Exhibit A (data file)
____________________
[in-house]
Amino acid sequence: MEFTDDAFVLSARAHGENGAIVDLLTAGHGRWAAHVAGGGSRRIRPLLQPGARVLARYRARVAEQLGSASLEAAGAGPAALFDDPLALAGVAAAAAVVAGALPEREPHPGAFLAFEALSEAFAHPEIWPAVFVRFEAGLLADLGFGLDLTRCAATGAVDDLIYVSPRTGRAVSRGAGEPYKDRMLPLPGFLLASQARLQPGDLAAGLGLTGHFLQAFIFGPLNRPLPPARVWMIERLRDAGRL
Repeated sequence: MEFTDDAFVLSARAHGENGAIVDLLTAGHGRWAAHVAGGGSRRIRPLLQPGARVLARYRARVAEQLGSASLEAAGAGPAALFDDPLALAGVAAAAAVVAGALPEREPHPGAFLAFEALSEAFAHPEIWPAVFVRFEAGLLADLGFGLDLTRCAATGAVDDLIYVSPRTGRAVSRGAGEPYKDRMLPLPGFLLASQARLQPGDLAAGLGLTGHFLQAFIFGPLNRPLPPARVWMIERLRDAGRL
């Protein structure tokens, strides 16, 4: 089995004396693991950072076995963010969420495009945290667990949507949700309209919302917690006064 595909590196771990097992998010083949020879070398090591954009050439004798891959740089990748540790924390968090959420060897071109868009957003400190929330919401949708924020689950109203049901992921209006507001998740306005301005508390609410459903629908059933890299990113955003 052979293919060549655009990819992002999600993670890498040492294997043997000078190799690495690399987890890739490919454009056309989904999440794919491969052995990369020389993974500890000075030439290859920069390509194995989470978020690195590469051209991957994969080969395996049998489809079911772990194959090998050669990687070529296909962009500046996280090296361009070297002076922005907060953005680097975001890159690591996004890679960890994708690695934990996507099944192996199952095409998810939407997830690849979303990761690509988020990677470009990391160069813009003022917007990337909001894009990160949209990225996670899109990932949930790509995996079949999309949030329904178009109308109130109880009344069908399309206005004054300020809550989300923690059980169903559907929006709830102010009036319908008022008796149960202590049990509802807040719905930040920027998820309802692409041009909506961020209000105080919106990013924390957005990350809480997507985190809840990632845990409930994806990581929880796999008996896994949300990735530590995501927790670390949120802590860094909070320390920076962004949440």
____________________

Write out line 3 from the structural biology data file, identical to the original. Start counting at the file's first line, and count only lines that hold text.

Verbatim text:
Repeated sequence: MEFTDDAFVLSARAHGENGAIVDLLTAGHGRWAAHVAGGGSRRIRPLLQPGARVLARYRARVAEQLGSASLEAAGAGPAALFDDPLALAGVAAAAAVVAGALPEREPHPGAFLAFEALSEAFAHPEIWPAVFVRFEAGLLADLGFGLDLTRCAATGAVDDLIYVSPRTGRAVSRGAGEPYKDRMLPLPGFLLASQARLQPGDLAAGLGLTGHFLQAFIFGPLNRPLPPARVWMIERLRDAGRL